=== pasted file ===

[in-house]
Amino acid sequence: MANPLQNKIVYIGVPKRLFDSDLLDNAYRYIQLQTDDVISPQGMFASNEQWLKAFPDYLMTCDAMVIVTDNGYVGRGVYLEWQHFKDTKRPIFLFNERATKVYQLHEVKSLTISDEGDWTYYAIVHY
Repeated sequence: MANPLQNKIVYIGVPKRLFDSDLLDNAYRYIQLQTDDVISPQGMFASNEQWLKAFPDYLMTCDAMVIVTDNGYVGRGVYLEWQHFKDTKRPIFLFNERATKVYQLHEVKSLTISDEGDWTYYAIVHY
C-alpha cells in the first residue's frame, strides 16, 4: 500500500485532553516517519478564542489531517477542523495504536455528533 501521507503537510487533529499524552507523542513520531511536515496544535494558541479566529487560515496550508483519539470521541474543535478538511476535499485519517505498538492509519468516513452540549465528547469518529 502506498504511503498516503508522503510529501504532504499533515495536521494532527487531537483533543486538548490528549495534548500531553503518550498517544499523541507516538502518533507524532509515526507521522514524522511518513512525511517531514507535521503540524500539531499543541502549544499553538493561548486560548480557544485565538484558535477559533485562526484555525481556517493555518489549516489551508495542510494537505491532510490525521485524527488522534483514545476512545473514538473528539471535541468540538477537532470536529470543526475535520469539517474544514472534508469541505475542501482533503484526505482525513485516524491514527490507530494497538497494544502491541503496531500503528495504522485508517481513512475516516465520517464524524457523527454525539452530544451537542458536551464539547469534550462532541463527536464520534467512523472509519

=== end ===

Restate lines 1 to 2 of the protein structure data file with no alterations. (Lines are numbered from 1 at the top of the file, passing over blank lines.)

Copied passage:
[in-house]
Amino acid sequence: MANPLQNKIVYIGVPKRLFDSDLLDNAYRYIQLQTDDVISPQGMFASNEQWLKAFPDYLMTCDAMVIVTDNGYVGRGVYLEWQHFKDTKRPIFLFNERATKVYQLHEVKSLTISDEGDWTYYAIVHY